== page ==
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Endovascular Treatment of Peripheral Aneurysms of the Posterior Inferior Cerebellar Artery

Endovascular Treatment of Peripheral Aneurysms of the Posterior Inferior Cerebellar Artery BACKGROUND AND PURPOSE: Peripheral aneurysms of the posterior inferior cerebellar artery (PICA) are rare, and pre-existing literature concerning their endovascular treatment is limited. The purpose of this study was to assess the etiology and clinical characteristics of peripheral PICA aneurysms and to evaluate the angiographic and clinical results of the patients who underwent endovascular treatment for a peripheral PICA aneurysm in a single center. MATERIALS AND METHODS: Twelve consecutive patients with 12 peripheral PICA aneurysms (10 ruptured) included in an internal data base were retrospectively reviewed. Posttreatment and follow-up angiograms were analyzed, and the clinical outcome was recorded. RESULTS: The etiology was dissection in 7 (58%) and unknown in 5 cases (42%). Three dissecting aneurysms reruptured before endovascular treatment, and another 3 demonstrated angiographic progress. Four aneurysms were treated by endosaccular coiling, 6 (all dissecting) by parent artery occlusion, and in 2 cases endovascular treatment failed. Angiographic outcome was complete aneurysm and/or parent artery occlusion in 9 cases and neck remnant in 1 case. One aneurysm needed retreatment at follow-up. One lethal procedural complication occurred, and transient ischemic symptoms appeared in 2 patients. The clinical outcome was good in 7 patients, whereas 3 patients, all poor clinical grade, died (1 for unrelated reasons). No rebleedings have occurred during the follow-up. CONCLUSION: In this series, most peripheral PICA aneurysms were secondary to arterial dissection. They were unstable with a high risk of rebleeding and a high mortality if not treated without delay. Endovascular treatment was effective in preventing rehemorrhage. http://www.deepdyve.com/assets/images/DeepDyve-Logo-lg.png American Journal of Neuroradiology American Journal of Neuroradiology

Endovascular Treatment of Peripheral Aneurysms of the Posterior Inferior Cerebellar Artery

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Publisher
American Journal of Neuroradiology
Copyright
Copyright © 2008 by the American Society of Neuroradiology.
ISSN
0195-6108
eISSN
1936-959X
DOI
10.3174/ajnr.A1218
pmid
18635613
Publisher site
See Article on Publisher Site

Abstract

BACKGROUND AND PURPOSE: Peripheral aneurysms of the posterior inferior cerebellar artery (PICA) are rare, and pre-existing literature concerning their endovascular treatment is limited. The purpose of this study was to assess the etiology and clinical characteristics of peripheral PICA aneurysms and to evaluate the angiographic and clinical results of the patients who underwent endovascular treatment for a peripheral PICA aneurysm in a single center. MATERIALS AND METHODS: Twelve consecutive patients with 12 peripheral PICA aneurysms (10 ruptured) included in an internal data base were retrospectively reviewed. Posttreatment and follow-up angiograms were analyzed, and the clinical outcome was recorded. RESULTS: The etiology was dissection in 7 (58%) and unknown in 5 cases (42%). Three dissecting aneurysms reruptured before endovascular treatment, and another 3 demonstrated angiographic progress. Four aneurysms were treated by endosaccular coiling, 6 (all dissecting) by parent artery occlusion, and in 2 cases endovascular treatment failed. Angiographic outcome was complete aneurysm and/or parent artery occlusion in 9 cases and neck remnant in 1 case. One aneurysm needed retreatment at follow-up. One lethal procedural complication occurred, and transient ischemic symptoms appeared in 2 patients. The clinical outcome was good in 7 patients, whereas 3 patients, all poor clinical grade, died (1 for unrelated reasons). No rebleedings have occurred during the follow-up. CONCLUSION: In this series, most peripheral PICA aneurysms were secondary to arterial dissection. They were unstable with a high risk of rebleeding and a high mortality if not treated without delay. Endovascular treatment was effective in preventing rehemorrhage.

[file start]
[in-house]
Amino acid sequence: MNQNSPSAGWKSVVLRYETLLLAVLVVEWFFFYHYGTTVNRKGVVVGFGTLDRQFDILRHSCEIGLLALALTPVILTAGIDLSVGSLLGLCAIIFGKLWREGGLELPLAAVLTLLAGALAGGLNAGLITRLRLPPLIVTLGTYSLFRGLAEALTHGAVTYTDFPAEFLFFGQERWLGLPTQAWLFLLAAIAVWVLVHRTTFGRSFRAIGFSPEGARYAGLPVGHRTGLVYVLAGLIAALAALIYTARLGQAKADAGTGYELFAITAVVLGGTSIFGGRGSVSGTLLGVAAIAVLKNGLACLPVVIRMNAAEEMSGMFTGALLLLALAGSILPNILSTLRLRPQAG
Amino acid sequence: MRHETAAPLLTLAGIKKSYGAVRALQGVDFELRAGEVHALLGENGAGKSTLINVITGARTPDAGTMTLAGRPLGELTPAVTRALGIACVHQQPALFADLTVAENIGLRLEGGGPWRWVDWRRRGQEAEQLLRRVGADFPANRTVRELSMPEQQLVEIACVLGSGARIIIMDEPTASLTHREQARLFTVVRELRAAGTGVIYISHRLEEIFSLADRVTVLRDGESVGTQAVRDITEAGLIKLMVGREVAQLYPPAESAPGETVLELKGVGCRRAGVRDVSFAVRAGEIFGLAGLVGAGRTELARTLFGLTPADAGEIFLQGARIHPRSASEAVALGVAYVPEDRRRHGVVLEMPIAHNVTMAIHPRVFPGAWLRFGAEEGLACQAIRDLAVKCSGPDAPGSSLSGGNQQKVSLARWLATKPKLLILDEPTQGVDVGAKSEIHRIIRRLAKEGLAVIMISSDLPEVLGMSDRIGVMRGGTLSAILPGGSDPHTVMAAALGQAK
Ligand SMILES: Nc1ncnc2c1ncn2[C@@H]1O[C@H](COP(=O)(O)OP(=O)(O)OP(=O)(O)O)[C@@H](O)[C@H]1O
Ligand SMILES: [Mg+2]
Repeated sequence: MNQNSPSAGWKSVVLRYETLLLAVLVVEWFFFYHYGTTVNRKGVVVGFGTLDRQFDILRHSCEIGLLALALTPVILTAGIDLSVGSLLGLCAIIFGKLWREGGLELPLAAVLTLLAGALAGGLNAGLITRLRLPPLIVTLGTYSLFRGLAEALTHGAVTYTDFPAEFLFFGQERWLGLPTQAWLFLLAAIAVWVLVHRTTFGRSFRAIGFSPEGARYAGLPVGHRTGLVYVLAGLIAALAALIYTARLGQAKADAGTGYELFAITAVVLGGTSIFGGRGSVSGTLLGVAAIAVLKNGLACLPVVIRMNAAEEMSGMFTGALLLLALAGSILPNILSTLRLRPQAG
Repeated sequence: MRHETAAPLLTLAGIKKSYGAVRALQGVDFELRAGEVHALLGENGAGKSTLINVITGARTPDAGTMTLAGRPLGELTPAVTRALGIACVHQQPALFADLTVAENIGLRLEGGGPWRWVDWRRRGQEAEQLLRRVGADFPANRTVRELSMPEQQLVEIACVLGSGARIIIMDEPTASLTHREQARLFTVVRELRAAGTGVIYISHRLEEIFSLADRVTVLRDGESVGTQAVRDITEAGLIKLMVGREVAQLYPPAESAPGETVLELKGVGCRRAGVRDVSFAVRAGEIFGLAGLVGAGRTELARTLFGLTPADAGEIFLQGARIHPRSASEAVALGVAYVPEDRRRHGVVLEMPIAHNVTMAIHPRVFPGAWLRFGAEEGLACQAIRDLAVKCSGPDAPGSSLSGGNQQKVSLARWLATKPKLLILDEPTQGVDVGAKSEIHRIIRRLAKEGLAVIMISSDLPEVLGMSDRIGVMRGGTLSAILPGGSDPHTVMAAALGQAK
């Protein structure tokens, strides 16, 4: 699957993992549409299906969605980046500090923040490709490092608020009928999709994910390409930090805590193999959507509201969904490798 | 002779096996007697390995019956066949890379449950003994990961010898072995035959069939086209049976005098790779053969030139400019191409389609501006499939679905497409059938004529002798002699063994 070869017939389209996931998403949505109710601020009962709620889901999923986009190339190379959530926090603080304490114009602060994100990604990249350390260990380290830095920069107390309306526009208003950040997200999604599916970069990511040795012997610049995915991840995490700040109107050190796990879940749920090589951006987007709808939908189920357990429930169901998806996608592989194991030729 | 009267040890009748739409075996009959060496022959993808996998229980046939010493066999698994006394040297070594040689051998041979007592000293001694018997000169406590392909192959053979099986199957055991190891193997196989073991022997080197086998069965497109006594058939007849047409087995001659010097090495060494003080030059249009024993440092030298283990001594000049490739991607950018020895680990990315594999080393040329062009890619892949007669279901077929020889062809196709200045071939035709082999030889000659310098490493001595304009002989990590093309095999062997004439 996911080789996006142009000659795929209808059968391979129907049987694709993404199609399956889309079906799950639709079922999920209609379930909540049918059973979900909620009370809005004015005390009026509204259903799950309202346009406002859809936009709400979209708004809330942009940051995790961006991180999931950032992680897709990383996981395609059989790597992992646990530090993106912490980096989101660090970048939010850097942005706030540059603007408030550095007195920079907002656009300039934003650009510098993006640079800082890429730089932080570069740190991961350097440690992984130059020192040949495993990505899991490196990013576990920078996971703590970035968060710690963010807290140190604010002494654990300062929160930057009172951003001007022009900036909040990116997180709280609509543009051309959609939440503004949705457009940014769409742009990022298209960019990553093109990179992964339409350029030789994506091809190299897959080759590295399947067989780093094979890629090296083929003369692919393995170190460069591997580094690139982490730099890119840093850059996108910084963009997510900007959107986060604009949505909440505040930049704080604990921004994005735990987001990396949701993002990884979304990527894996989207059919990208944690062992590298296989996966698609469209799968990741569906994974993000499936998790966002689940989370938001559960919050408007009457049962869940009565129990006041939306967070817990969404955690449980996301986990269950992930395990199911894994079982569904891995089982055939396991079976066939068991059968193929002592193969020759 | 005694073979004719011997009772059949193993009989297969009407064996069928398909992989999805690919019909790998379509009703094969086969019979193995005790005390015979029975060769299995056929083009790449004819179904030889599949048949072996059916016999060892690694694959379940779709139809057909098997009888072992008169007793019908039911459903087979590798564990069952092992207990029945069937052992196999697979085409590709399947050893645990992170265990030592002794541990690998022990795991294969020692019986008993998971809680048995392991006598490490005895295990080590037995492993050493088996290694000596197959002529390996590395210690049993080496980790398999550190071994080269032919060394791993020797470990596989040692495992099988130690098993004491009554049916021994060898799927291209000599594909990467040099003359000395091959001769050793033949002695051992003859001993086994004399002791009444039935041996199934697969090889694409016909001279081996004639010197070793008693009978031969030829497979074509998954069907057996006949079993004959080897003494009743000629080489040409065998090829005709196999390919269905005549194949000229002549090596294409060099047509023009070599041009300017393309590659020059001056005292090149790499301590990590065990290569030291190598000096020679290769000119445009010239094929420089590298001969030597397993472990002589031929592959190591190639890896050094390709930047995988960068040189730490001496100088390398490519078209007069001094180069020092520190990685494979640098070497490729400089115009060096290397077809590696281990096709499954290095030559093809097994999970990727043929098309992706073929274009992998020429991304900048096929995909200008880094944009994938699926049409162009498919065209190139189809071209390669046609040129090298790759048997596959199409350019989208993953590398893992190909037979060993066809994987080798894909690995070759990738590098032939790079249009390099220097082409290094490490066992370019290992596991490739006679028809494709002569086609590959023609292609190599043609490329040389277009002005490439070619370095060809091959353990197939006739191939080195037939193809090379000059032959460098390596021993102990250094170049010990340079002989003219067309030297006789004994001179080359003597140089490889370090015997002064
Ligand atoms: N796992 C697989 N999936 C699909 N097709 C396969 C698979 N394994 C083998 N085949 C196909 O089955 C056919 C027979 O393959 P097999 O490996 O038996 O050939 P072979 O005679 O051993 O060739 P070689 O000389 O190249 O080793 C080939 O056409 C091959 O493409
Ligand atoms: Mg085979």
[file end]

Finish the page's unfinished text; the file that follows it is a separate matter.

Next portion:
Journal

American Journal of NeuroradiologyAmerican Journal of Neuroradiology

Published: Oct 1, 2008

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